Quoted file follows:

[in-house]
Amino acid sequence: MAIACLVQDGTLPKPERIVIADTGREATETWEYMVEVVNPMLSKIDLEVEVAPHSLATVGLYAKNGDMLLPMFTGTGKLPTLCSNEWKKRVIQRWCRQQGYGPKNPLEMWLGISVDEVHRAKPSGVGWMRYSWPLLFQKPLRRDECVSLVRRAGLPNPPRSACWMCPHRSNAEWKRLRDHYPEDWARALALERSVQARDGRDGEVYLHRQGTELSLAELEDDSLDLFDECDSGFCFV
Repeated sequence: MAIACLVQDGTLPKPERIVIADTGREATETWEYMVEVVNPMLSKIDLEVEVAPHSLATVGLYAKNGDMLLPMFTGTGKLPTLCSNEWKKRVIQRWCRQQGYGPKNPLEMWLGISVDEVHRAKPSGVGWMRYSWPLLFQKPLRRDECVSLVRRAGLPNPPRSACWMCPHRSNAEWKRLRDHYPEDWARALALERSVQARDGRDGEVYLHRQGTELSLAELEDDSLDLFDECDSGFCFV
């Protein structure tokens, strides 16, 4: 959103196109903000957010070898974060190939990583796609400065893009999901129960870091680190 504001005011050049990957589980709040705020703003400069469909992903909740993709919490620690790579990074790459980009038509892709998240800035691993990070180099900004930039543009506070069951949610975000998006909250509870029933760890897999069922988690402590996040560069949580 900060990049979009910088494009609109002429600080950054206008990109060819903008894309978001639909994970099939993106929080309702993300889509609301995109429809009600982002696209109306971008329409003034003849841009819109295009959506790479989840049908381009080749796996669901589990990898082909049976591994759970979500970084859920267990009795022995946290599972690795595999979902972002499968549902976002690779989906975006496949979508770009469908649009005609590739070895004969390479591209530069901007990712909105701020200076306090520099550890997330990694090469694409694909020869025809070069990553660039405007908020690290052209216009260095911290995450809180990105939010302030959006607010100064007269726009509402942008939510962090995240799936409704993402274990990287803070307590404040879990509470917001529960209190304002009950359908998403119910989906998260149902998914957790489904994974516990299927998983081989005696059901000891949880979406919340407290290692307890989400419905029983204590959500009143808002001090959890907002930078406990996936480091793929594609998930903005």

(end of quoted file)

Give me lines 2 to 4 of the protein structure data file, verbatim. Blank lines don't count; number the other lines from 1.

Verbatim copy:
Amino acid sequence: MAIACLVQDGTLPKPERIVIADTGREATETWEYMVEVVNPMLSKIDLEVEVAPHSLATVGLYAKNGDMLLPMFTGTGKLPTLCSNEWKKRVIQRWCRQQGYGPKNPLEMWLGISVDEVHRAKPSGVGWMRYSWPLLFQKPLRRDECVSLVRRAGLPNPPRSACWMCPHRSNAEWKRLRDHYPEDWARALALERSVQARDGRDGEVYLHRQGTELSLAELEDDSLDLFDECDSGFCFV
Repeated sequence: MAIACLVQDGTLPKPERIVIADTGREATETWEYMVEVVNPMLSKIDLEVEVAPHSLATVGLYAKNGDMLLPMFTGTGKLPTLCSNEWKKRVIQRWCRQQGYGPKNPLEMWLGISVDEVHRAKPSGVGWMRYSWPLLFQKPLRRDECVSLVRRAGLPNPPRSACWMCPHRSNAEWKRLRDHYPEDWARALALERSVQARDGRDGEVYLHRQGTELSLAELEDDSLDLFDECDSGFCFV
């Protein structure tokens, strides 16, 4: 959103196109903000957010070898974060190939990583796609400065893009999901129960870091680190 504001005011050049990957589980709040705020703003400069469909992903909740993709919490620690790579990074790459980009038509892709998240800035691993990070180099900004930039543009506070069951949610975000998006909250509870029933760890897999069922988690402590996040560069949580 900060990049979009910088494009609109002429600080950054206008990109060819903008894309978001639909994970099939993106929080309702993300889509609301995109429809009600982002696209109306971008329409003034003849841009819109295009959506790479989840049908381009080749796996669901589990990898082909049976591994759970979500970084859920267990009795022995946290599972690795595999979902972002499968549902976002690779989906975006496949979508770009469908649009005609590739070895004969390479591209530069901007990712909105701020200076306090520099550890997330990694090469694409694909020869025809070069990553660039405007908020690290052209216009260095911290995450809180990105939010302030959006607010100064007269726009509402942008939510962090995240799936409704993402274990990287803070307590404040879990509470917001529960209190304002009950359908998403119910989906998260149902998914957790489904994974516990299927998983081989005696059901000891949880979406919340407290290692307890989400419905029983204590959500009143808002001090959890907002930078406990996936480091793929594609998930903005």